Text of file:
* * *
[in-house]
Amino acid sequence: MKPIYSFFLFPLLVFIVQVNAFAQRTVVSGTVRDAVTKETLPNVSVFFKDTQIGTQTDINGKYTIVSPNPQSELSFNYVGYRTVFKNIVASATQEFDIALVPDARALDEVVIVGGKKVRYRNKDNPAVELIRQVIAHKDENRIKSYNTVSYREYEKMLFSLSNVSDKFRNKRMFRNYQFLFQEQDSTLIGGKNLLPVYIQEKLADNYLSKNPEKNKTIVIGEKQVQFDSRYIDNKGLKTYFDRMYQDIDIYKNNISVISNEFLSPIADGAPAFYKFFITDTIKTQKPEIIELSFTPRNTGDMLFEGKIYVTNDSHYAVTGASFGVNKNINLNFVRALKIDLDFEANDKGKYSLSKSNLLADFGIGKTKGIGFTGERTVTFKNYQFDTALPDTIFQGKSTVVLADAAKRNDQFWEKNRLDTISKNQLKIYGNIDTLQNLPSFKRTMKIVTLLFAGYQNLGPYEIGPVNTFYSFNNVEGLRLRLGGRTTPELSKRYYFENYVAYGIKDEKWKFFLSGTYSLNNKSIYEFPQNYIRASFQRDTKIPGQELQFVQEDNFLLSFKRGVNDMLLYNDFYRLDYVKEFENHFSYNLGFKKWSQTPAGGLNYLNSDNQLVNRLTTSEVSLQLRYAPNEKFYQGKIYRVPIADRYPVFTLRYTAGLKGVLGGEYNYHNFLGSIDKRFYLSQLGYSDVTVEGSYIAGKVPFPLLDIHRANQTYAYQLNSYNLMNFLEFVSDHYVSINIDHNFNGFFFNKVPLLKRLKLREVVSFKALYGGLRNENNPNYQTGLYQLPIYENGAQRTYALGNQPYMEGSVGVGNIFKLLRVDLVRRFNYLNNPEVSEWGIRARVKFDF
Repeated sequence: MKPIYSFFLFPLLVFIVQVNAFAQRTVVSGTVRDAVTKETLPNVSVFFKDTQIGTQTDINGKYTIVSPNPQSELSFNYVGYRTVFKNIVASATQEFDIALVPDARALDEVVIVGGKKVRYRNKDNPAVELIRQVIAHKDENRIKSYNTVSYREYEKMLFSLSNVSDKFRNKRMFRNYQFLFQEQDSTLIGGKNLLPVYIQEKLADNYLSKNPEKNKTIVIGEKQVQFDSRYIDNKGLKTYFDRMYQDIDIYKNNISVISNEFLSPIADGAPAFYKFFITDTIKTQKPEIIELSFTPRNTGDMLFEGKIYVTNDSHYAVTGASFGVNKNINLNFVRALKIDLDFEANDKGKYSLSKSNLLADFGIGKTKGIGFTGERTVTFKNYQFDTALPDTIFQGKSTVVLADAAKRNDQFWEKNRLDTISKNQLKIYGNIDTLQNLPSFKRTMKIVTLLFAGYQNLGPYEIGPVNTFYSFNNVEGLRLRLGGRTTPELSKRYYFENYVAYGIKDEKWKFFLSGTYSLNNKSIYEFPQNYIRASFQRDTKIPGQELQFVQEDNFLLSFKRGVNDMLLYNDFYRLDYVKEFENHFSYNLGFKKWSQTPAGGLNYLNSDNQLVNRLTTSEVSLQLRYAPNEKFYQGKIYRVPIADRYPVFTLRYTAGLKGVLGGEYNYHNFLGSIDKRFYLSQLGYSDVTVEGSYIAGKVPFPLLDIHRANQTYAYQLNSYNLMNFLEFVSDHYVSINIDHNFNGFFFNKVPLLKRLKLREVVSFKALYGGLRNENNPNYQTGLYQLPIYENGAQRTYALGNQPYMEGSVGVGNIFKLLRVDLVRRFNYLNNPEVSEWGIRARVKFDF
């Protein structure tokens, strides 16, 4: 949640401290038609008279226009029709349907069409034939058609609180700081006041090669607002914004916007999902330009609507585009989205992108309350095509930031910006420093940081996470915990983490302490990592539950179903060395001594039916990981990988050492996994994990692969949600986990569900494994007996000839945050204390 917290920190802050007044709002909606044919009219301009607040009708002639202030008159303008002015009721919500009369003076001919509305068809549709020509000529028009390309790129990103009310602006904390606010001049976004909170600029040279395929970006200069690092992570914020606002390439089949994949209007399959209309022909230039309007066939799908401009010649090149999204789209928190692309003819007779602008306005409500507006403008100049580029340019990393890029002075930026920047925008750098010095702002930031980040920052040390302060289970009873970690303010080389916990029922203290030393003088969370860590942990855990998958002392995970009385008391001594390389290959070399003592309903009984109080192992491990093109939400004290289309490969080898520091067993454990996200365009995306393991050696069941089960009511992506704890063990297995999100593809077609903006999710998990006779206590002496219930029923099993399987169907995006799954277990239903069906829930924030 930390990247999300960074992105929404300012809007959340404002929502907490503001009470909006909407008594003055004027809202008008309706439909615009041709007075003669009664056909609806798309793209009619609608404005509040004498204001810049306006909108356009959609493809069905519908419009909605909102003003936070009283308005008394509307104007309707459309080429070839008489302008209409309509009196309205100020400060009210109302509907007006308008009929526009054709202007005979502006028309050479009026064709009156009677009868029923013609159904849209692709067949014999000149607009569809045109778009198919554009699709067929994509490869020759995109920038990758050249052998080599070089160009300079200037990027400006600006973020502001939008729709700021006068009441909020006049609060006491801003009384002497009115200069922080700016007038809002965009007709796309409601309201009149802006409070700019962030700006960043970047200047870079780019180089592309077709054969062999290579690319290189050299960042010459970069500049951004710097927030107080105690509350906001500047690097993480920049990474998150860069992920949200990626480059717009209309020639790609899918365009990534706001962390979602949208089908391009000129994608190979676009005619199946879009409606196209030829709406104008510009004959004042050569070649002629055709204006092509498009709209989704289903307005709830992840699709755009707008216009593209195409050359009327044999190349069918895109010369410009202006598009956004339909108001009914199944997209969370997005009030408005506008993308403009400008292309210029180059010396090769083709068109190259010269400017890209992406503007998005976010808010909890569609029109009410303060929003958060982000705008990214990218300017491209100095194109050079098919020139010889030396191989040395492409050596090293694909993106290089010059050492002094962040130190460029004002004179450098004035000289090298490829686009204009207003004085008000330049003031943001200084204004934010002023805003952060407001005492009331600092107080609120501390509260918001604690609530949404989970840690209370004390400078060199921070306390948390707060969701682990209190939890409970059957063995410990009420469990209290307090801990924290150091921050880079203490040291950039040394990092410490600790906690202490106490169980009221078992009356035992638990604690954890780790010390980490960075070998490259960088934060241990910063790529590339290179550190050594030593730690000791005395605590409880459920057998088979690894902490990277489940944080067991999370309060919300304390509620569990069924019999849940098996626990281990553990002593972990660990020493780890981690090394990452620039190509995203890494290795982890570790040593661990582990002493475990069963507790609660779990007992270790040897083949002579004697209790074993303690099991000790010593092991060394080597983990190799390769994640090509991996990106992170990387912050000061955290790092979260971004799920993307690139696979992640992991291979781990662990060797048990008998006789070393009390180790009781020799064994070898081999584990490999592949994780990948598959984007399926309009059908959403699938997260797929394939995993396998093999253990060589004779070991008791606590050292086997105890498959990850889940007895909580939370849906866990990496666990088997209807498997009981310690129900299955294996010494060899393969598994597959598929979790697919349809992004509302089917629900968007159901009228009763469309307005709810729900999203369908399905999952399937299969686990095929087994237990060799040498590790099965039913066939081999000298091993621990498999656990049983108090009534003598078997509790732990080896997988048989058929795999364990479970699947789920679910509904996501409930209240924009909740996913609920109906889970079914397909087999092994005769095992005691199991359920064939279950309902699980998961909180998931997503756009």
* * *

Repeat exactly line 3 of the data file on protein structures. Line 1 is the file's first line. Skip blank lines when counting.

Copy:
Repeated sequence: MKPIYSFFLFPLLVFIVQVNAFAQRTVVSGTVRDAVTKETLPNVSVFFKDTQIGTQTDINGKYTIVSPNPQSELSFNYVGYRTVFKNIVASATQEFDIALVPDARALDEVVIVGGKKVRYRNKDNPAVELIRQVIAHKDENRIKSYNTVSYREYEKMLFSLSNVSDKFRNKRMFRNYQFLFQEQDSTLIGGKNLLPVYIQEKLADNYLSKNPEKNKTIVIGEKQVQFDSRYIDNKGLKTYFDRMYQDIDIYKNNISVISNEFLSPIADGAPAFYKFFITDTIKTQKPEIIELSFTPRNTGDMLFEGKIYVTNDSHYAVTGASFGVNKNINLNFVRALKIDLDFEANDKGKYSLSKSNLLADFGIGKTKGIGFTGERTVTFKNYQFDTALPDTIFQGKSTVVLADAAKRNDQFWEKNRLDTISKNQLKIYGNIDTLQNLPSFKRTMKIVTLLFAGYQNLGPYEIGPVNTFYSFNNVEGLRLRLGGRTTPELSKRYYFENYVAYGIKDEKWKFFLSGTYSLNNKSIYEFPQNYIRASFQRDTKIPGQELQFVQEDNFLLSFKRGVNDMLLYNDFYRLDYVKEFENHFSYNLGFKKWSQTPAGGLNYLNSDNQLVNRLTTSEVSLQLRYAPNEKFYQGKIYRVPIADRYPVFTLRYTAGLKGVLGGEYNYHNFLGSIDKRFYLSQLGYSDVTVEGSYIAGKVPFPLLDIHRANQTYAYQLNSYNLMNFLEFVSDHYVSINIDHNFNGFFFNKVPLLKRLKLREVVSFKALYGGLRNENNPNYQTGLYQLPIYENGAQRTYALGNQPYMEGSVGVGNIFKLLRVDLVRRFNYLNNPEVSEWGIRARVKFDF